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How to make a homemade, earth-friendly wreath for free (Using materials from around your home)

Picture of How to make a homemade, earth-friendly wreath for free (Using materials from around your home)
These instructions will teach you how to make a home-made, earth-friendly wreath for free. All of the materials can usually be found in your backyard or a park. Because the wreath uses recycled and natural materials, it is a better option than expensive, store-bought wreaths that often use non-recyclable materials like Styrofoam. The instructions will guide you in assembling a basic wreath that you can customize for any occasion. You can hang your wreath on your front door or use it on a table as a centerpiece. The wreath should last for several weeks; however, when using fresh flowers they might need to be replaced every week or so. Any level of expertise can effectively use these instructions and end up with a great result. Below you will find a list of materials, followed by the instructions for the basic wreath, as well as optional steps for customizing the wreath. We also recommend that you create your wreath outdoors for easier clean up. This activity will take approximately an hour and a half.

Note about recycling the wreath: When you are ready to recycle your wreath simply cut it in half (through the vines and cardboard) and slide off the natural, biodegradable materials and take the cardboard to a designated recycling facility.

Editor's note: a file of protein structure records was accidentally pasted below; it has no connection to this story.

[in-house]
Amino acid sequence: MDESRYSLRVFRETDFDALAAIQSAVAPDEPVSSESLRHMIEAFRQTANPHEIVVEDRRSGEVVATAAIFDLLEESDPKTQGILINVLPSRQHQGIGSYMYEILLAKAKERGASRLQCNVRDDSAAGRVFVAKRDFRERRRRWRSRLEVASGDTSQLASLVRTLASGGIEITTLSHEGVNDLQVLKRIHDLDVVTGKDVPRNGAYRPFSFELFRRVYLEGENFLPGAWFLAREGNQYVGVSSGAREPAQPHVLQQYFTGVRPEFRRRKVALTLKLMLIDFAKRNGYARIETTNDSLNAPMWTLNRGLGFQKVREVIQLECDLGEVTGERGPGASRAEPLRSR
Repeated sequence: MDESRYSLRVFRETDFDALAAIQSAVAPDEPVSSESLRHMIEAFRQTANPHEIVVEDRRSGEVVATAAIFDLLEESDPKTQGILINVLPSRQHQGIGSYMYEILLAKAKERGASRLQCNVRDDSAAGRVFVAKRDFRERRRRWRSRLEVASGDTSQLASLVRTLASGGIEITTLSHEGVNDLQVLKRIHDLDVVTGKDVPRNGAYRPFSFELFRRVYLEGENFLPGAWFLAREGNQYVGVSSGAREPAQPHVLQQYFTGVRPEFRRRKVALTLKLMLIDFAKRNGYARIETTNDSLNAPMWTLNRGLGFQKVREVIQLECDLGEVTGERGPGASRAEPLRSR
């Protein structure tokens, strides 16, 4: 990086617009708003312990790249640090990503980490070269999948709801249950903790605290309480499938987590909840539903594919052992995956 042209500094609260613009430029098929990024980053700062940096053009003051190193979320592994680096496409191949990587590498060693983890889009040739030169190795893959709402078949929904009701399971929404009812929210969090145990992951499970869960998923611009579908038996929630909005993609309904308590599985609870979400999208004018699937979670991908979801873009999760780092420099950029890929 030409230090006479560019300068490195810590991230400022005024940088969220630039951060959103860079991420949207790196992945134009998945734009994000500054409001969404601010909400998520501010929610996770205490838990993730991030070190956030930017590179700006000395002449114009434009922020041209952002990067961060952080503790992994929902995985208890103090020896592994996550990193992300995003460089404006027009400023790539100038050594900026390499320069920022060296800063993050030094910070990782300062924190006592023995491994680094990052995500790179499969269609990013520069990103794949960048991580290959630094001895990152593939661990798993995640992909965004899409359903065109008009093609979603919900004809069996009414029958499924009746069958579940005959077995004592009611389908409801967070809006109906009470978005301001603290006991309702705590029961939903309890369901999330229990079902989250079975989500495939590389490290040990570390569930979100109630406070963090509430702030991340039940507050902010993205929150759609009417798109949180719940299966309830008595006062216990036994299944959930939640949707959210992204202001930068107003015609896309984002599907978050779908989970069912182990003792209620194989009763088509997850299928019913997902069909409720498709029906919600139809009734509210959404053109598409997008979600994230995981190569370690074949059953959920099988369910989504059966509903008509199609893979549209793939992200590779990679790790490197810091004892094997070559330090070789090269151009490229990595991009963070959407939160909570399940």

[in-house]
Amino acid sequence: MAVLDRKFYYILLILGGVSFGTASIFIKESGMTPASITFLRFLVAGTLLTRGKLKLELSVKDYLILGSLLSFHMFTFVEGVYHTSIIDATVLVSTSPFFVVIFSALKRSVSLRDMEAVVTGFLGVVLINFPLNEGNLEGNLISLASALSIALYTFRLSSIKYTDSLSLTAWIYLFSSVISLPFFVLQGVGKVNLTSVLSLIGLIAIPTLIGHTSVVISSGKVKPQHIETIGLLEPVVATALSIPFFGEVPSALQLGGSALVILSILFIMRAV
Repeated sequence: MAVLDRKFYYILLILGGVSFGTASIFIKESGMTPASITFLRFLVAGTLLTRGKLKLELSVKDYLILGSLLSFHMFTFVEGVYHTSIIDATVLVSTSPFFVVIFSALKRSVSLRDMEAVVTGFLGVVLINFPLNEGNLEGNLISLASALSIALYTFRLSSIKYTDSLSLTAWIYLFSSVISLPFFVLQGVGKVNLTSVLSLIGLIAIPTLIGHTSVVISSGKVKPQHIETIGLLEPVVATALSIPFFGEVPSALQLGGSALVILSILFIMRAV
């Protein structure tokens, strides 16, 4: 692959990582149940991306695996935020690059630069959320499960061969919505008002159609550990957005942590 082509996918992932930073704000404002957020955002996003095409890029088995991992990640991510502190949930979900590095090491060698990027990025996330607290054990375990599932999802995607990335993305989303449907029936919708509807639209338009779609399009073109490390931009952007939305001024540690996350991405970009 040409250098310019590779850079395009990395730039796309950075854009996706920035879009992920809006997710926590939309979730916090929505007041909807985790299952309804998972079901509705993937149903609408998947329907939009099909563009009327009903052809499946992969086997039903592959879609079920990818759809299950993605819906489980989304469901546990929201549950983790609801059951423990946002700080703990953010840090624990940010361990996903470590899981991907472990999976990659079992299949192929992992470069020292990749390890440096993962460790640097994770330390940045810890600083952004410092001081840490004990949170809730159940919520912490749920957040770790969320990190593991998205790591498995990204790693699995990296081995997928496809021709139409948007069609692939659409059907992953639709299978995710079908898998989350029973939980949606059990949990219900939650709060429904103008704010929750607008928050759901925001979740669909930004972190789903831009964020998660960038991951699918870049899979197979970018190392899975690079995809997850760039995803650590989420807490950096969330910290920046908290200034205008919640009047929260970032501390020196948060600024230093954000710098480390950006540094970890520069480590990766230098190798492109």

Materials
• Large piece of cardboard at least 36inches x 36inches.
• Scissors
• Pencil
• Large Circular object for tracing (mixing bowl)
• Smaller Circular object for tracing (saucepan lid)
• Vines (vinca, grapevines, wisteria) enough to fill a 13 gallon trash bag
• Leaves with stems (i.e. Mountain Laurel)


Optional Materials for customizing your wreath
• Fresh-cut flowers (i.e. 6 large roses or Gerber daises)
• Poinsettias
• Large Maple Leaves
• Holly berry twigs (with berries)
• Twine or raffia
• Seasonal fruit

Safety
• While picking the vines, be cautious of thorns, poison ivy, and insects.
• While cutting the cardboard, be careful with using the scissors, and cut away from your body.






 
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Step 1:

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Find a large piece of cardboard
Very pretty! We always make our own wreaths (even funereal ones). They are much more personal and have much more consideration for the environment. You could also break off little sections of succulent plants and add them to the wreath. Over the Christmas period they would stay alive and probably even start to root and you could then replant them when you come to compost the wreath. Best Wishes from France, Pavlovafowl aka Sue.
scoochmaroo3 years ago
These are lovely! What a great project - customizable and compostable!
mareyconnolly (author)  scoochmaroo3 years ago
Thank you :)
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